Fianna Eireann was a success

Guest writer Padraig O'Deorain with his thoughts on Na Fianna Eireann.

Mol an oige agus tiocfaidh sí.
Praise the youth and they will blossom.

In terms of impact on the struggle for freedom, few organisations can claim a similar level of success as na Fianna Eireann. Since it's inception in 1909, volunteers in the Fianna have been involved in some of the most formative actions of key periods over the past century. The level of activity of the Fianna itself between 1909 and 1914, in fact, was one of the main factors behind the creation of the Irish Volunteers, and later on the Irish Republican Army.

For the most part, the Fianna Eireann was a success in its most basic aim. Volunteers learned about Irish history, Irish culture and were expected to learn their own language. They were given a level of self respect, but were also taught how to treat others properly through the Fianna code. Volunteers in the Fianna often led the line in the fight against the British. During the Easter Rising, they were brave enough to stand shoulder to shoulder with the men of the ICA and the Volunteers, and the women of the cumann na mbhan. In 1919, the first RIC officer to be killed, arguably, in the War of Independence, died at the hands of a young Fian and his hurl. In 1969, Fian Gerard McCauley was murdered by Loyalists attempting to help his neighbours flee as Bombay street was burnt to the ground. Many more fianna have perished at the hands of the British State in Ireland.

Many of the exploits of the Fianna have passed into folklore. In 1914, the Fianna, using hand carts, managed to spirit away the guns landed at Howth, an incident now immortalised in Irish history. The bravery of the volunteers of the Fianna in 1916 will forever be remembered. During the war of Independence, two companies of the Dublin Brigade of the IRA were stood down and replaced with Fianna units, more active and better organised than the men of the IRA. On a few occasions too, the Fianna has been better armed than local IRA units, much to the chagrin of the local volunteers!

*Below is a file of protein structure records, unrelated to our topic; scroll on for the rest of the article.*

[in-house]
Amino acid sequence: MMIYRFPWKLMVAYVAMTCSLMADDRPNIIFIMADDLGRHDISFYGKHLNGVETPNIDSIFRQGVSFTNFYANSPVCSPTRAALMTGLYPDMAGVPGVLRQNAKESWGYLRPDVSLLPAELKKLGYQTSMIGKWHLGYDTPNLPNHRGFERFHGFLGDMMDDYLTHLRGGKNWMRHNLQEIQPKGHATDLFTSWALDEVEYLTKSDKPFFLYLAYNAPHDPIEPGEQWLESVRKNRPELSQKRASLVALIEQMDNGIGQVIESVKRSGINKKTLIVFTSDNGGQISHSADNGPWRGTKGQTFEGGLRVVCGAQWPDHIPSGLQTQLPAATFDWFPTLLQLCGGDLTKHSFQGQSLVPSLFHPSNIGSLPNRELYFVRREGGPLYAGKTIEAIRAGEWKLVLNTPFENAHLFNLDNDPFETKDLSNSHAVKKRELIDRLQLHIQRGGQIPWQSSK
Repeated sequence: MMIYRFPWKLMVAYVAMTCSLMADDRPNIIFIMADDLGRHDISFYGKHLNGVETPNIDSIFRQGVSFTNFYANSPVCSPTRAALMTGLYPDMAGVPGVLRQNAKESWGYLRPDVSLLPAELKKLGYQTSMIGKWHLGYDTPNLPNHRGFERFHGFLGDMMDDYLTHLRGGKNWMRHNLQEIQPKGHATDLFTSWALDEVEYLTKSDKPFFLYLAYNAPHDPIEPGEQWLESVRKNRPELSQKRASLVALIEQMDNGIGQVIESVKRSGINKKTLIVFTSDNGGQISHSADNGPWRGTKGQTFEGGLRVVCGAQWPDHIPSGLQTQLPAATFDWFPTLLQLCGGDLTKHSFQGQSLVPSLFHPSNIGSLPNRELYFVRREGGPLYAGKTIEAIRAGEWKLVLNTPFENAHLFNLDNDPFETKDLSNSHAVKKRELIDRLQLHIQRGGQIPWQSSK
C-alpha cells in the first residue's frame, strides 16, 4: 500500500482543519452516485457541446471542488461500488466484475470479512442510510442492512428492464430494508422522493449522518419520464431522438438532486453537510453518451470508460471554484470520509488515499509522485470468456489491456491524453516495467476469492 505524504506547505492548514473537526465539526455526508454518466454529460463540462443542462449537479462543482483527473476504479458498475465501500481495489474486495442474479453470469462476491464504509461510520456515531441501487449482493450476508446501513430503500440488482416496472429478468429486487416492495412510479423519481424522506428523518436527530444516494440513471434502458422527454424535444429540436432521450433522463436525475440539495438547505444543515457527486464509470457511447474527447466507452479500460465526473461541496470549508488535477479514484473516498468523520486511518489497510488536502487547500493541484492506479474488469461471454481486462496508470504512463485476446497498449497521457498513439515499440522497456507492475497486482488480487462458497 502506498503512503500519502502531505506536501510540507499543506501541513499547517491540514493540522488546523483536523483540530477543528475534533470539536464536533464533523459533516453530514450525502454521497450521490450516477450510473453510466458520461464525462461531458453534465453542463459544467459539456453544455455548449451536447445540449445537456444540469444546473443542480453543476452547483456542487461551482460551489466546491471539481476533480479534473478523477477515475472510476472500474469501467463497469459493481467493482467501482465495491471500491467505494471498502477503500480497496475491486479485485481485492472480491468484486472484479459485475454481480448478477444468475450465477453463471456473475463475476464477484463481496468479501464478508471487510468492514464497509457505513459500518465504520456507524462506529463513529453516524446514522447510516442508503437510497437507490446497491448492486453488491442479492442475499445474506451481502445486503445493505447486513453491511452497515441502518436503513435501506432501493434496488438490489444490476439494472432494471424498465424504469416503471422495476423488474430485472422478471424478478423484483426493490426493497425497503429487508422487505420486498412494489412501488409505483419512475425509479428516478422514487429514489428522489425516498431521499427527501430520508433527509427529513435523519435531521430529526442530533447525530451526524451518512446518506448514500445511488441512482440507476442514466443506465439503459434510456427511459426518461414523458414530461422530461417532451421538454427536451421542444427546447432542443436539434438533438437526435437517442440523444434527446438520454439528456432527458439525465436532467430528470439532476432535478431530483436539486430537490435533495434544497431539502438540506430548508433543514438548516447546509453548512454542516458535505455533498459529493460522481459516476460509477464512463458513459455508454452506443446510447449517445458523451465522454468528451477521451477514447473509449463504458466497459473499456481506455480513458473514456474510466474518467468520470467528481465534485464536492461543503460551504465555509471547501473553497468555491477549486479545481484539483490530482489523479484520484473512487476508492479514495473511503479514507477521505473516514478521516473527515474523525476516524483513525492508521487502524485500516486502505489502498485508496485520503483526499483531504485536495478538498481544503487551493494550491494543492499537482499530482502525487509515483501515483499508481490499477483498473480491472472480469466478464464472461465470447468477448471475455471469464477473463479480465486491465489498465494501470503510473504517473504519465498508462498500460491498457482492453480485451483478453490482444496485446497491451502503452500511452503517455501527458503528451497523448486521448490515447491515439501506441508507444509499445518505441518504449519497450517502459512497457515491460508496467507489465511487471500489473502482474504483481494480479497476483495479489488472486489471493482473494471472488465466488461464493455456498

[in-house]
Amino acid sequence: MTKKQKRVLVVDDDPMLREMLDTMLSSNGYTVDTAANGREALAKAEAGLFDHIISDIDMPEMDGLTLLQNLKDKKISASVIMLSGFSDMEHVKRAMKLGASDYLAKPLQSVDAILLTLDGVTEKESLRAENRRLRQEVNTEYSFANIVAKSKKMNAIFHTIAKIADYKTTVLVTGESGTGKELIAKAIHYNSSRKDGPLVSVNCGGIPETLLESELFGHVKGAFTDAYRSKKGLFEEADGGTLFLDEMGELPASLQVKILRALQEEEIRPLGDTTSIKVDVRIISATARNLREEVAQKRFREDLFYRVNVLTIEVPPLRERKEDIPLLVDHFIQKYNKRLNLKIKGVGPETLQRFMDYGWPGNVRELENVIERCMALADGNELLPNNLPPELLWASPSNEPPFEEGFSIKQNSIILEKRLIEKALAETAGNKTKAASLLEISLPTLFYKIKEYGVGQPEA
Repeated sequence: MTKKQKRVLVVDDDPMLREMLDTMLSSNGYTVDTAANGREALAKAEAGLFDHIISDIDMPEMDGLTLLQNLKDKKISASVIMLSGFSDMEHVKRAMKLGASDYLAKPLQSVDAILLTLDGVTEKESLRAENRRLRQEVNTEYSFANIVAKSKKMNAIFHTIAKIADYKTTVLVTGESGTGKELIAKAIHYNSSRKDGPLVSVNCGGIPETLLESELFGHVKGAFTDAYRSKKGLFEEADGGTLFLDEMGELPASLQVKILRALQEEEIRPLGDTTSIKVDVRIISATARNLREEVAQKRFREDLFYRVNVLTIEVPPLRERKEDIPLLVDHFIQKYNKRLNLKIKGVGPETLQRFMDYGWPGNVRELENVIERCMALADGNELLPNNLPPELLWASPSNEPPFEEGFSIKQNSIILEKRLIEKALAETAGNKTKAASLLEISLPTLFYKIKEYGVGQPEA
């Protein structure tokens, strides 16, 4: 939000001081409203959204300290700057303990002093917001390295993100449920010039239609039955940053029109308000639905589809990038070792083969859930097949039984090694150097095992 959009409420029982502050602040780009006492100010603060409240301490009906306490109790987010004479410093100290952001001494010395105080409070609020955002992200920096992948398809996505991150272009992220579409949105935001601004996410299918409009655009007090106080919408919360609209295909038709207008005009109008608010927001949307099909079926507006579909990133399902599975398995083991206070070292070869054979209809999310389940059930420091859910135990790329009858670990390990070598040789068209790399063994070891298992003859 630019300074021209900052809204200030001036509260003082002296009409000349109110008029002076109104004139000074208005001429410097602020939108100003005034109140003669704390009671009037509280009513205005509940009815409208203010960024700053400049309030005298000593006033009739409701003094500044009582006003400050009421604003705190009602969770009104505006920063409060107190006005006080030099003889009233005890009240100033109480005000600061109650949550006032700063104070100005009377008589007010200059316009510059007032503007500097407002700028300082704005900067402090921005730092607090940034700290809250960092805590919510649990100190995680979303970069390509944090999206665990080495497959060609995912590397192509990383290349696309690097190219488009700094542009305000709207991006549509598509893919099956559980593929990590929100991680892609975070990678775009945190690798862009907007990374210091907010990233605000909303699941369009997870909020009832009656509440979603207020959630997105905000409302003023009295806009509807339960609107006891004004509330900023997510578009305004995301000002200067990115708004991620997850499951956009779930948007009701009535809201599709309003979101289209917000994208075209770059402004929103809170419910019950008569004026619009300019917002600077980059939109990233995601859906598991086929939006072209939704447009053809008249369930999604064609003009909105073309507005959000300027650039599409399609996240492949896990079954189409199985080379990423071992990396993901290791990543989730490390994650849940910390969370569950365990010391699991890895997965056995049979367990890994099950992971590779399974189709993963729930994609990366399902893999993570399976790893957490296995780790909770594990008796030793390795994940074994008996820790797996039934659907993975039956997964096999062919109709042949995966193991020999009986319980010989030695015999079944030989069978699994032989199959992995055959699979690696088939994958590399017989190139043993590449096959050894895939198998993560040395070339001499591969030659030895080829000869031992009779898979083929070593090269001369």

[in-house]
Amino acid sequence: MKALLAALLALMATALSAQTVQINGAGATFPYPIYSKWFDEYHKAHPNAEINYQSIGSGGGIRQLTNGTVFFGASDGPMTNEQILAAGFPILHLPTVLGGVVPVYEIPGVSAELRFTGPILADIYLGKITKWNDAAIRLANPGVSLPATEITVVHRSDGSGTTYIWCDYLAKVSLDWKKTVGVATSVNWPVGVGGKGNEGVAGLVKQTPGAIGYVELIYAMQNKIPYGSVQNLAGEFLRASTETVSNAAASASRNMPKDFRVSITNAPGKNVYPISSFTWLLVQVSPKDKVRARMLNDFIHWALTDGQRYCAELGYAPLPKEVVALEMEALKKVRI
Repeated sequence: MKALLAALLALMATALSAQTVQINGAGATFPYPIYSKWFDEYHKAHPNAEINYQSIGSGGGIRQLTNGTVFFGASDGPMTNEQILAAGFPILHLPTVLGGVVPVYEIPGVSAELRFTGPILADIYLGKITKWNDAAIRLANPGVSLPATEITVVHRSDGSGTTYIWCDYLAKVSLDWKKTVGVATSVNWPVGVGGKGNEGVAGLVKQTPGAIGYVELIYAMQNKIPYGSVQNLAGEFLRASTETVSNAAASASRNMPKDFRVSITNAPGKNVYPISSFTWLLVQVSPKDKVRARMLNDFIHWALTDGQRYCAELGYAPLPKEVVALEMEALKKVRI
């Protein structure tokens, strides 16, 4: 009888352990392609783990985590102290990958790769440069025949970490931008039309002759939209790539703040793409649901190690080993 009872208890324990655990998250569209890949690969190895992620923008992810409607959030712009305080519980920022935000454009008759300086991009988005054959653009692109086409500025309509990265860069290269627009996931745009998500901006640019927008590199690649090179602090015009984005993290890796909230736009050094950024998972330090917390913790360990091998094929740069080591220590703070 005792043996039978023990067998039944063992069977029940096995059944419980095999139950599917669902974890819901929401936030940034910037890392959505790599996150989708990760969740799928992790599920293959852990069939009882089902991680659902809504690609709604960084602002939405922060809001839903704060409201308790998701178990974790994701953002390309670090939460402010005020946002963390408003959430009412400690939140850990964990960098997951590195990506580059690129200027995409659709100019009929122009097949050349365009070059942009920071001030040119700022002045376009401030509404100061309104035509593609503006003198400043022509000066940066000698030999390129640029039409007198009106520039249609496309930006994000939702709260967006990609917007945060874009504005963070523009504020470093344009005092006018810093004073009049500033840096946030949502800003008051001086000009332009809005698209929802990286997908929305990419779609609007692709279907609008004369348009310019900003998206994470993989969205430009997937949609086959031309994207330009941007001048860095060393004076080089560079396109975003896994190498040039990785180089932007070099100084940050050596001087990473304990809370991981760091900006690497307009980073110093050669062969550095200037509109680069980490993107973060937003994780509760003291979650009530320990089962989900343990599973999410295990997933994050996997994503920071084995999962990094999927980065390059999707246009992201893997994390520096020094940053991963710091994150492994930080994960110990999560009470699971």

Na Fianna Eireann was the starting point for many men who went on to become leading IRA men. However, as part of the gradual wind down of the Armed Struggle in the late 80's, it was decided by the powers that were that the Fianna had served it's purpose. The leadership of the Fianna, as was their prerogative, decided otherwise, but the vast majority of the Fianna left to join Ogra Sinn Fein, the new political youth wing of SF at the time. But had na Fianna Eireann served it's purpose?

Today, we have seen a moral collapse in Irish society, especially within the youth section of our society. Drugs, often stigmatised and shunned by the community, have become something of a status symbol, or a fashionable accessory. Ever increasingly, any distinguishable Irish feature of our communities is being swallowed by the ever growing monster that is globalism, as our streets begin to resemble inner city London. The promise of a bright future made, brashly, in 1998, rings hollow as unemployment and listlessness leave Irish youth in a constant state of flux. Fortunately, we are fairly insulated here in Belfast, the city were the Fianna was born. In cities like Dublin and Limerick are suffering under the weight of this moral malaise . This is the failing of the Irish Republican movement.

We, as Irish Republicans, have the tools and the vehicles there to give back to the Irish youth a sense of purpose and a sense of pride. The ideals and rules that Fianna were given in their handbook taught not only Irish history, but also essential life skills that the state schools failed to provide them. There is a certain level of detachment from Irish identity existing within Irish youth today. Republicans need to address this and fast, because the next generation of Irish Republicans are to be found among them. So we must ask ourselves once more, has na Fianna Eireann served its purpose?

The old Irish proverb says it best. Mol an oige agus Tiocfiadh sí.